A lot can change in a year. Amy Tunstall is living proof. In February of 2017, she had sought help for depression and anxiety. In the past twelve months alone, the Niagara-raised Tunstall has hiked the Bruce Trail, raising over $3,000 for her home branch of the Canadian Mental Health Association; fought one of the busiest forest fire seasons in British Columbia; backpacked throughout Costa Rica and Nicaragua; and hiked the entirety of the Camino de Santiago through France and Spain.
All it took was a car crash for a change of perspective.
It happened in Montana–part of the 3,000-kilometre annual trip to begin the fire season. Tunstall was hit with a snowstorm in April on a remote stretch of mountain road — “we got about 30 centimetres of snow in a two-hour period,” she says — and she spun out on black ice, crashing into a berm.
“I was just stuck there, shaking,” says Tunstall. “In that moment, my life could have been over … If I was 200 metres down, I would have hit the curb and completely went off [the cliff].”
She was lucky. Not long after, a truck driver with a tow rope happened to pass by, helping her get back on the road and wait until police arrived.
“If I had gone any further down the mountain pass, I wouldn’t have had any cell reception to call the police,” she says. “I had been driving down this road for two hours, and I had not seen a single person on this road.”
Before the crash, says Tunstall, she had been wrestling with questions about her purpose and life’s direction. Entering her mid-twenties, she had already cycled across Canada, completed another cycle trip across New Zealand, and finished yet another cycle trip from Brazil to Peru. Still, the doubts entered her mind.
“What am I doing with my life?” she says. ”I’ve been focusing a lot on travel, and a lot on adventures, and that’s not necessarily society’s way of wanting you to be.”
With a realization of how close she might have come to the end, she started thinking about what would become her next step: something that would benefit others and show them her love for the outdoors, too. When fire season ended, she left to hike the Bruce Trail and fundraise for the CMHA, calling it “A Million Steps for Mental Health.”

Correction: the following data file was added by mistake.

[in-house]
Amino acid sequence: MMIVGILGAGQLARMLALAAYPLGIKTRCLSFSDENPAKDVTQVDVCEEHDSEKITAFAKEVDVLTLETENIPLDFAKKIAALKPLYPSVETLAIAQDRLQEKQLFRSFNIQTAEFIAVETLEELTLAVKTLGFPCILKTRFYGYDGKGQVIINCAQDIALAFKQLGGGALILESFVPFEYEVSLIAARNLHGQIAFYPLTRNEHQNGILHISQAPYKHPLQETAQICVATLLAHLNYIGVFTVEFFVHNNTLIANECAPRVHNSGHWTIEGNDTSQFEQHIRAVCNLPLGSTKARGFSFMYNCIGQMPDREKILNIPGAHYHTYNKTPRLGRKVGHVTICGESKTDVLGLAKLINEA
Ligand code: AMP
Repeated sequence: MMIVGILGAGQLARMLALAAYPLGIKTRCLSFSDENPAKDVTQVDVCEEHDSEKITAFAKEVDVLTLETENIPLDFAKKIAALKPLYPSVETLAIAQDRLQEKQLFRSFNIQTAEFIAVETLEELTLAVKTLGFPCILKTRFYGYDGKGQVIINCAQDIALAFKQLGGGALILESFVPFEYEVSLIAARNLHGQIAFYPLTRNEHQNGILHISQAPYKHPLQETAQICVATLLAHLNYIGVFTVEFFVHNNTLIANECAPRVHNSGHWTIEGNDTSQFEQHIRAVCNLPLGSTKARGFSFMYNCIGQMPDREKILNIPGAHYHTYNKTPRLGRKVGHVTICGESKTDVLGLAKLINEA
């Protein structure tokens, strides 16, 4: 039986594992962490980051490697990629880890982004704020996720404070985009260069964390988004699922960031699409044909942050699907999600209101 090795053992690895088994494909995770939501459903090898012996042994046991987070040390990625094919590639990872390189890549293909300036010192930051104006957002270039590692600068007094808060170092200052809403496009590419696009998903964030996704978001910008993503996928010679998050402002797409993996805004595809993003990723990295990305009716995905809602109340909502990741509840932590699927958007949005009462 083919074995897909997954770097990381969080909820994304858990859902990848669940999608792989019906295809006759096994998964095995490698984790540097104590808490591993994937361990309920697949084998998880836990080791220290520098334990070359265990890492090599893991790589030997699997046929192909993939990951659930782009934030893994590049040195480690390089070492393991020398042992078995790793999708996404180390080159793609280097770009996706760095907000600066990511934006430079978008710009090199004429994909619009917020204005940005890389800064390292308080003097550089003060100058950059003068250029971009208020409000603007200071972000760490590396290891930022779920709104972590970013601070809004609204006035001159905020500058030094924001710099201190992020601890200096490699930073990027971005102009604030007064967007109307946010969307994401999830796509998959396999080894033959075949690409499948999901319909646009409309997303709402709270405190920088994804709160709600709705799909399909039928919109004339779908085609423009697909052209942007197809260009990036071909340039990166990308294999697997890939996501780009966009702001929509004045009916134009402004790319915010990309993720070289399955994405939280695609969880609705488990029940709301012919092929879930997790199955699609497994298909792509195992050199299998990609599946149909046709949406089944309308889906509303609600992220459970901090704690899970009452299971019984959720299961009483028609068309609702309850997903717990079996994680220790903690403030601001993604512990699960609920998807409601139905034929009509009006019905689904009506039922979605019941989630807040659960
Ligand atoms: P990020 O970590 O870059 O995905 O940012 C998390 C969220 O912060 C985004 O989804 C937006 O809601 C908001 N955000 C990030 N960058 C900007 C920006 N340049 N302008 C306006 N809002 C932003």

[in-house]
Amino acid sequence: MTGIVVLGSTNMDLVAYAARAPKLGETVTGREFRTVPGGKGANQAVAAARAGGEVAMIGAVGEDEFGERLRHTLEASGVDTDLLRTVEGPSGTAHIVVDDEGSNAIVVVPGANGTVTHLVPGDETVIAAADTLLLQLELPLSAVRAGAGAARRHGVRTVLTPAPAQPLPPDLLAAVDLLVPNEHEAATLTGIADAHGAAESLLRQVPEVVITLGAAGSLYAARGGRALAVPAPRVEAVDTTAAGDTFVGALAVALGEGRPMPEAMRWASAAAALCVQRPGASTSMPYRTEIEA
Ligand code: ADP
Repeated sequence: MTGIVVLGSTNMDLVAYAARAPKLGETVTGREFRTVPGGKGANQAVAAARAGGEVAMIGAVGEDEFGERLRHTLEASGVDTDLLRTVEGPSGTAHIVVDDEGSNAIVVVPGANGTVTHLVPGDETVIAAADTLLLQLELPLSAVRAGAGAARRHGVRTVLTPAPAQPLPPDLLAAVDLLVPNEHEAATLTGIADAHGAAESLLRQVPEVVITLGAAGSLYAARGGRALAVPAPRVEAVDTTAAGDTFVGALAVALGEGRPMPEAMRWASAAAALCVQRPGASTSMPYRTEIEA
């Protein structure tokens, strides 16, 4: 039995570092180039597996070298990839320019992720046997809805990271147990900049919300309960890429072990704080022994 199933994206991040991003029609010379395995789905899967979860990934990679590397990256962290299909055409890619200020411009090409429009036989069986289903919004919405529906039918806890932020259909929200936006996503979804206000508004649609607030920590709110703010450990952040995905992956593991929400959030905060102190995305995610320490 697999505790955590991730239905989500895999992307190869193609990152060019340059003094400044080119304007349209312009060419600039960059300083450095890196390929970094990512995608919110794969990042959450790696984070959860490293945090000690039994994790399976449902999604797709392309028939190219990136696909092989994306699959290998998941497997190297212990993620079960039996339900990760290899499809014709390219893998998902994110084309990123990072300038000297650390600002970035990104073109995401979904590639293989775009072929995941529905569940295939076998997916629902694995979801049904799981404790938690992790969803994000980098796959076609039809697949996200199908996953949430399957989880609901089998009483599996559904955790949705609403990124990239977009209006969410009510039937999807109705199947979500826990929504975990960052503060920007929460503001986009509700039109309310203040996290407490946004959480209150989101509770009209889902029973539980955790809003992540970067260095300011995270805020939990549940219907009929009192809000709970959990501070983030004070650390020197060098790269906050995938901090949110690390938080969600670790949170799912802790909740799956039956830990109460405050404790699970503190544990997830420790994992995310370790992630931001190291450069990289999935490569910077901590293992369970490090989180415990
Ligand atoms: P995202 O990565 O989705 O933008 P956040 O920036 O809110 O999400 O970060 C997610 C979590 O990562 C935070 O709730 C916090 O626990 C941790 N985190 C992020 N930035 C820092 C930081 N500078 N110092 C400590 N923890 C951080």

“A lot of the trails, I had hiked when I was younger, and that was really my introduction to the outdoors — just playing around,” says Tunstall.
Over the course of a month, she walked over 900 kilometres from Tobermory to Queenston Heights. For Tunstall, who lost her father to suicide and knows the experience of mental illness quite intimately, it was also a chance to get people actively engaged in their mental health.
“It’s been quite a process, but in the last year, I feel a lot more grounded, more balanced, and more aware of what’s going on. I’m not in this repetitive thought process […] I’ve started to move forward and really work on goals that I want.” – Amy Tunstall
“It was amazing,” she says. “The final twenty kilometres, my family met up with me, and by the time I made it into Queenston Heights, I had about fifty people walking with me […] It was just an unbelievable experience.”
Not long after, Tunstall left for Central America, intent on buying a motorcycle and teaching herself to ride. After surviving a crash and an infection scare that left her in the hospital — “anything and everything that could go wrong, probably did go wrong,” says Tunstall — she returned to Canada for a short stay before packing up once again and heading to Europe to hike the famed Camino de Santiago… never mind that it was winter.
“We’d get up to the top of the mountain pass, and it would be a full-blown snowstorm,” she says.
Some might have called the idea of hiking the Camino in winter crazy.
To that, Tunstall has one reply: “The crazy ideas are always the best ones.”